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Meet Finny: A Conservative Lab
By Regan Michelle White

Increasing concern about the status of rare species and endangered wildlife populations, coupled with the difficulties inherent to finding them, has prompted the development and increased the growth of non-invasive methods for wildlife monitoring and research. Fin, a 9-year-old black Lab, is a veteran of these cutting edge conservation methods.

Fin and handler Aimee Hurt of Working Dogs for Conservation (WDC) based out of Montana, work to sample wildlife populations through the detection of these animals and more often, their scat. Founded in 2000, WDC is a partnership between Hurt and three other biologist and wildlife professional friends who are committed to developing and furthering the training and use of canine-human teams for non-invasive scientific inquiry. “We wanted to promote the use of dogs (for non-invasive conservation work) both to find wildlife and wildlife scat,” Hurt said. In addition to being able to supply their own four veteran dogs, Hurt and her team also train other dogs and develop research projects and dog training projects for clients. Typically Hurt and her team are hired on a contractor basis. As of this year WDC has their own non-profit foundation which will hopefully pave the way to a number of federal grants that will enable Hurt, Fin and company to take on all aspects of conservation research.

WDC dogs are selected for their ability and willingness to work and maintain focus when subjected to all variations of distractions and temptations such as flushed wildlife, roadway traffic, human observers, baited hair snag and trapping stations and domestic animals. Fin found his way to Aimee seven years ago. He was donated by a family to a narcotics training program which he failed out of due to his over exuberance in indoor searches. Outdoor searches however turned out to be a whole different ball game – a game in which Fin excelled.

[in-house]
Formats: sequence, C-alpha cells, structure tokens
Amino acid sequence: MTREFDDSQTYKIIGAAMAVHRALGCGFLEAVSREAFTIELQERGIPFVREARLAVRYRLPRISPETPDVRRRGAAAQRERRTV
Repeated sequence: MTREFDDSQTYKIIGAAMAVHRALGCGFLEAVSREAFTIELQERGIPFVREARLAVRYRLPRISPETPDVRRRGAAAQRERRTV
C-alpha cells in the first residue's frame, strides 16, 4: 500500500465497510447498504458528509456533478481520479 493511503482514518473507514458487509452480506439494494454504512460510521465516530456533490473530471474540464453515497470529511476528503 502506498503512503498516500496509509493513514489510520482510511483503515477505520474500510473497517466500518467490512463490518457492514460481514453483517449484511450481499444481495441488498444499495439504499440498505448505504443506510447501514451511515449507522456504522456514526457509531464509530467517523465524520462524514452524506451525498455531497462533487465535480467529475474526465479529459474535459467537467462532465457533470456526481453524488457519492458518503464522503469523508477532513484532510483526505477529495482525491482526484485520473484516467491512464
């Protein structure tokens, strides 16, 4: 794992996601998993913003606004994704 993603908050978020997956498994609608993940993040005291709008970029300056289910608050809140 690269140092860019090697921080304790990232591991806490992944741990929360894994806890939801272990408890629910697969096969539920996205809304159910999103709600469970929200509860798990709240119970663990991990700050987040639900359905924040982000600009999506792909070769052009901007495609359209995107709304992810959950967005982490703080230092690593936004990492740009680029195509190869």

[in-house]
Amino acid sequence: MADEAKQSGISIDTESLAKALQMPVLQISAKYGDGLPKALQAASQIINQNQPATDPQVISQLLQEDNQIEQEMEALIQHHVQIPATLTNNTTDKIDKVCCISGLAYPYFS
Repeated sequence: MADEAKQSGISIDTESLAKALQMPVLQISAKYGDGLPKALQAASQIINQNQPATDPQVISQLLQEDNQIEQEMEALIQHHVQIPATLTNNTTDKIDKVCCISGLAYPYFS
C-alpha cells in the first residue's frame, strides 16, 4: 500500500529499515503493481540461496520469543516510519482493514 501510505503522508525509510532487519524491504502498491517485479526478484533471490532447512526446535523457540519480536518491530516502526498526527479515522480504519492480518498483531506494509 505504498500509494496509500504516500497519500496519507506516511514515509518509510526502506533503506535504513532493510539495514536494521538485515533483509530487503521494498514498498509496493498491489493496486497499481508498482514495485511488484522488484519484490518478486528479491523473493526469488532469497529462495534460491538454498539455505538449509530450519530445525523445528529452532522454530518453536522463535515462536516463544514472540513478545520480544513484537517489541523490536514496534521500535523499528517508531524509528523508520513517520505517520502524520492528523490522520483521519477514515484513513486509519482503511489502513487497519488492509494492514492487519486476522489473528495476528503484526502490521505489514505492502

Fin and the other WDC dogs are trained using modified narcotic, forensic, and search and rescue techniques. “From a training perspective I’ve only really formally grown up in this discipline (of scientific research dog training). However, I had some narcotics training as a base and really just look to all different disciplines and creatively piece things together as we go along for what we need,” Hurt said. Two of her most helpful training guides have interestingly been “K9 Suspect Discrimination Training and Practicing” by Schoon and Haak and “The Cadaver Dog Handbook” by Rebmann, Koenig, David and Sorg.

Training of WDC dogs begins with scent introduction in enclosed scent boxes and proceeds to double blind field simulations in which both dog and handler are unapprised of scent target locations. Fin and the other WDC dogs are trained to alert on target odors and indicate a find by performing a trained alert and avoiding any direct contact with the target itself. Fin is trained to detect the scat of Black bear, Grizzly bear, mountain lion, wolf, kit fox and lynx. “Primarily the scat he’s trained for tend to be limited and dependent on the species that are of environmental concern,” Hurt said. He is also trained to find live desert tortoises and black-footed ferrets.